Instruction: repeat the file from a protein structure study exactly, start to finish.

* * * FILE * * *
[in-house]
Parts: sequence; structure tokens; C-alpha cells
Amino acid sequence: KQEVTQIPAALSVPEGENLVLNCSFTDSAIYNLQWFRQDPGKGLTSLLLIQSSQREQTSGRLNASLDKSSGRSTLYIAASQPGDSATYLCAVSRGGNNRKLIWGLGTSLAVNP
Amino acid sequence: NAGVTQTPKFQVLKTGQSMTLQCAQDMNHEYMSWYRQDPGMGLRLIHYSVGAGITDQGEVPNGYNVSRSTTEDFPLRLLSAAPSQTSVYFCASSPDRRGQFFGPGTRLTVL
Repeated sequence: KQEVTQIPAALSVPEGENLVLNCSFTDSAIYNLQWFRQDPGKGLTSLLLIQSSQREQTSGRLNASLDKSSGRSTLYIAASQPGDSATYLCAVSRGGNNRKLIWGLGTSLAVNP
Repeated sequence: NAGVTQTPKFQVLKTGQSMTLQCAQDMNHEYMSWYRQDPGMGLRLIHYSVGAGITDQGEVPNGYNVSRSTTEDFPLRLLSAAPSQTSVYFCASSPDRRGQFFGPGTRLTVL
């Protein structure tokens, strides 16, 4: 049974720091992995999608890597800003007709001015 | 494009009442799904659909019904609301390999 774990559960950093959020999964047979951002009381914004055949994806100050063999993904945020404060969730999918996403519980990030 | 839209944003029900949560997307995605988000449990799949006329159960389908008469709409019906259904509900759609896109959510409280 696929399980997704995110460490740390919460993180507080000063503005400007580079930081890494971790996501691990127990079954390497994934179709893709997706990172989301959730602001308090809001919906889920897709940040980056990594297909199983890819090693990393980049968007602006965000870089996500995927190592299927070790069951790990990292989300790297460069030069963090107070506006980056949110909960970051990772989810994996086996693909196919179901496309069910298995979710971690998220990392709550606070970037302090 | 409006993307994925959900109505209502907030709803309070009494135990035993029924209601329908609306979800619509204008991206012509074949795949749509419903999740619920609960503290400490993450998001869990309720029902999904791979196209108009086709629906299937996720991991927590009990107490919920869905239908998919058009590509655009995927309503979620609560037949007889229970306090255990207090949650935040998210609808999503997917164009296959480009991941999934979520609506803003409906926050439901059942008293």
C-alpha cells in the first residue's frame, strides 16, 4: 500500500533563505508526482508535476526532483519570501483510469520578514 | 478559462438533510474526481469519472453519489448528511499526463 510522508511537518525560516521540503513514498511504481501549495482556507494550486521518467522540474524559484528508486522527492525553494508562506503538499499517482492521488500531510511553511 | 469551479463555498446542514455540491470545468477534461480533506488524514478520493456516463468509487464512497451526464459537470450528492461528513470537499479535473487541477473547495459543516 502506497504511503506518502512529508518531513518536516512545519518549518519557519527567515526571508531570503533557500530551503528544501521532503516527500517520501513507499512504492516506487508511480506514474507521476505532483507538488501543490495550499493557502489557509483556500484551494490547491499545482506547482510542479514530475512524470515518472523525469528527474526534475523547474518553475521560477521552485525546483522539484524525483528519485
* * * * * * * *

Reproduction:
[in-house]
Parts: sequence; structure tokens; C-alpha cells
Amino acid sequence: KQEVTQIPAALSVPEGENLVLNCSFTDSAIYNLQWFRQDPGKGLTSLLLIQSSQREQTSGRLNASLDKSSGRSTLYIAASQPGDSATYLCAVSRGGNNRKLIWGLGTSLAVNP
Amino acid sequence: NAGVTQTPKFQVLKTGQSMTLQCAQDMNHEYMSWYRQDPGMGLRLIHYSVGAGITDQGEVPNGYNVSRSTTEDFPLRLLSAAPSQTSVYFCASSPDRRGQFFGPGTRLTVL
Repeated sequence: KQEVTQIPAALSVPEGENLVLNCSFTDSAIYNLQWFRQDPGKGLTSLLLIQSSQREQTSGRLNASLDKSSGRSTLYIAASQPGDSATYLCAVSRGGNNRKLIWGLGTSLAVNP
Repeated sequence: NAGVTQTPKFQVLKTGQSMTLQCAQDMNHEYMSWYRQDPGMGLRLIHYSVGAGITDQGEVPNGYNVSRSTTEDFPLRLLSAAPSQTSVYFCASSPDRRGQFFGPGTRLTVL
């Protein structure tokens, strides 16, 4: 049974720091992995999608890597800003007709001015 | 494009009442799904659909019904609301390999 774990559960950093959020999964047979951002009381914004055949994806100050063999993904945020404060969730999918996403519980990030 | 839209944003029900949560997307995605988000449990799949006329159960389908008469709409019906259904509900759609896109959510409280 696929399980997704995110460490740390919460993180507080000063503005400007580079930081890494971790996501691990127990079954390497994934179709893709997706990172989301959730602001308090809001919906889920897709940040980056990594297909199983890819090693990393980049968007602006965000870089996500995927190592299927070790069951790990990292989300790297460069030069963090107070506006980056949110909960970051990772989810994996086996693909196919179901496309069910298995979710971690998220990392709550606070970037302090 | 409006993307994925959900109505209502907030709803309070009494135990035993029924209601329908609306979800619509204008991206012509074949795949749509419903999740619920609960503290400490993450998001869990309720029902999904791979196209108009086709629906299937996720991991927590009990107490919920869905239908998919058009590509655009995927309503979620609560037949007889229970306090255990207090949650935040998210609808999503997917164009296959480009991941999934979520609506803003409906926050439901059942008293």
C-alpha cells in the first residue's frame, strides 16, 4: 500500500533563505508526482508535476526532483519570501483510469520578514 | 478559462438533510474526481469519472453519489448528511499526463 510522508511537518525560516521540503513514498511504481501549495482556507494550486521518467522540474524559484528508486522527492525553494508562506503538499499517482492521488500531510511553511 | 469551479463555498446542514455540491470545468477534461480533506488524514478520493456516463468509487464512497451526464459537470450528492461528513470537499479535473487541477473547495459543516 502506497504511503506518502512529508518531513518536516512545519518549518519557519527567515526571508531570503533557500530551503528544501521532503516527500517520501513507499512504492516506487508511480506514474507521476505532483507538488501543490495550499493557502489557509483556500484551494490547491499545482506547482510542479514530475512524470515518472523525469528527474526534475523547474518553475521560477521552485525546483522539484524525483528519485